It is no secret that the Coastal Studies Institute’s partnerships reach across the world. These partnerships contribute, at least in part, to the success of the institution, and CSI’s newest collaborative endeavor does not fall short of these lofty expectations.
Late this week, ECU made public CSI’s role in the newly founded Atlantic Marine Energy Center (AMEC). AMEC, funded by a nearly $10 million grant from the US Department of Energy (DOE) and led by the University of New Hampshire, is a consortium of academic institutions including CSI, Stony Brook University, and Lehigh University. The center will focus on research and development to address ongoing needs for sustainable renewable ocean energy. It will be one of only four National Marine Renewable Energy Centers in the country.
Partnering with each other, as well as with several other key energy collaborators, researchers and engineers will work to further ocean energy technology through research, education, and outreach, complementing work being done at the DOE’s National Labs. The applications developed by the partners will help power the “blue economy” – an emerging concept that encourages better use of the ocean as a resource while reducing environmental harm.
The North Carolina Renewable Ocean Energy Program is led by Director George Bonner (center), Associate Director Dr. Lindsay Dubbs (right), and Assistant Director of Science and Research Dr. Mike Muglia (left).
The formation of this new National Marine Energy Center will also provide new opportunities in renewable energy research and testing for the North Carolina Renewable Ocean Energy Program (NCROEP). Based at the Coastal Studies Institute on the ECU Outer Banks Campus, NCROEP advances inter-disciplinary marine energy solutions across UNC System partner colleges of engineering at NC State University, UNC Charlotte, and NC A&T University. It is the mission of the NCROEP to use renewable ocean energy wisely to effectively and economically power North Carolina’s Blue Economy and in the process create jobs and economic opportunities.
“The Atlantic Marine Energy Center consortium offers a tremendous opportunity for the Coastal Studies Institute and its North Carolina Renewable Ocean Energy Program partner to continue leadership in advancing marine energy solutions for our Blue Economy,” states NCROEP Director George Bonner. “We are excited about the new university partnerships, complementary research, and testing infrastructure initiatives.”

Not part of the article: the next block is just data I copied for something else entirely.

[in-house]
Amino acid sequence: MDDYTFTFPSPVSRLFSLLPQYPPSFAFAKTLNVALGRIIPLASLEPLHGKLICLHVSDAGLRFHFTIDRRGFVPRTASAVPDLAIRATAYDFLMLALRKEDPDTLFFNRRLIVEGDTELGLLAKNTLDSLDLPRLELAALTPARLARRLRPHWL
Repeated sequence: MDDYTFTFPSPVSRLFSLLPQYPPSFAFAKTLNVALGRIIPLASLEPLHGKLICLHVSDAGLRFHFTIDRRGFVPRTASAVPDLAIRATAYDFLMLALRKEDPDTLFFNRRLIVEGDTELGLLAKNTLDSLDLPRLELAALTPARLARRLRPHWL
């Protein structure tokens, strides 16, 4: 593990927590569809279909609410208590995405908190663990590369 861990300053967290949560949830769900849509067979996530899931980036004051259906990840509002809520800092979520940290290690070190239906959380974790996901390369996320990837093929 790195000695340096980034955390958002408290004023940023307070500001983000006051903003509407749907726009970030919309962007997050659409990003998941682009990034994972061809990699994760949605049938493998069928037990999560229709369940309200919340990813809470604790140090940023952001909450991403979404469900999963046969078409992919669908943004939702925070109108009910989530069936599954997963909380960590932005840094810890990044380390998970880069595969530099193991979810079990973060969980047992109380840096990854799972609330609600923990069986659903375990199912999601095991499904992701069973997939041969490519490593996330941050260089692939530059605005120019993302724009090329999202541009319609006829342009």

NCA&T engineering students have taken advantage of CSI’s wave tank to test their oscillating wave column design. As the waves rise and fall, air is forced into a column that drives a small wind turbine. As the turbine rotates, it generates electrical energy.
Scientists and engineers from each institution, including both faculty and students, will work in the field, the laboratory, or computationally to study and implement ocean energy projects. The focus will be on the scientific understanding and overall effectiveness of wave energy and tidal energy conversion, including wave-powered water pumps and tidal turbine farms. Crossover research will explore applications for ocean sensing, aquaculture, resilient coastal communities, supply chains, marine foundations and marine microgrids. Expansion of existing projects will include further development of CSI’s research partnerships.
CSI, NCROEP, and Jennette’s Pier are working together to host the final stage of the DOE-sponsored Waves to Water Prize at Jennette’s Pier in April 2022. In preparation for the event, the two teams have been fine-tuning deployment tactics for the wave-powered desalination devices that will be at sea next spring.
“The North Carolina Aquariums has been a valued partner in developing CSI’s testing capabilities at Jennette’s Pier and we look forward to expanding our testing program including the pursuit of accreditation to international standards with the assistance of our partners from the European Marine Energy Centre. NC State University’s FREEDM Center also plays a critical role in the installation of a green energy micro-grid for testing at Jennette’s Pier. Our research will continue to prioritize holistic environmental assessments and stakeholder engagement in the development of responsible solutions,” shares Bonner.
Along with the partner universities, AMEC will also collaborate with the National Renewable Energy Laboratory, Sandia National Laboratories, Pacific Northwest National Laboratory, European Marine Energy Centre, and Old Dominion University (ODU). ODU is a leader in the state of Virginia’s offshore wind research development, and CSI’s valuable partnership with ODU provides an opportunity to co-develop marine hydrokinetic energy devices alongside offshore wind utilizing existing Virginia offshore permits.
“As a National Marine Energy Center, we are also part of a broader network to support research collaboration and industry in marine commercialization. Marine energy offers unique resource potential in achieving North Carolina and U.S. clean energy goals as well as creating global marketplace opportunities.”
The research will be funded by DOE’s Office of Energy Efficiency and Renewable Energy (EERE) under the Water Power Technologies Office (WPTO) Award Number DE-EE0009450.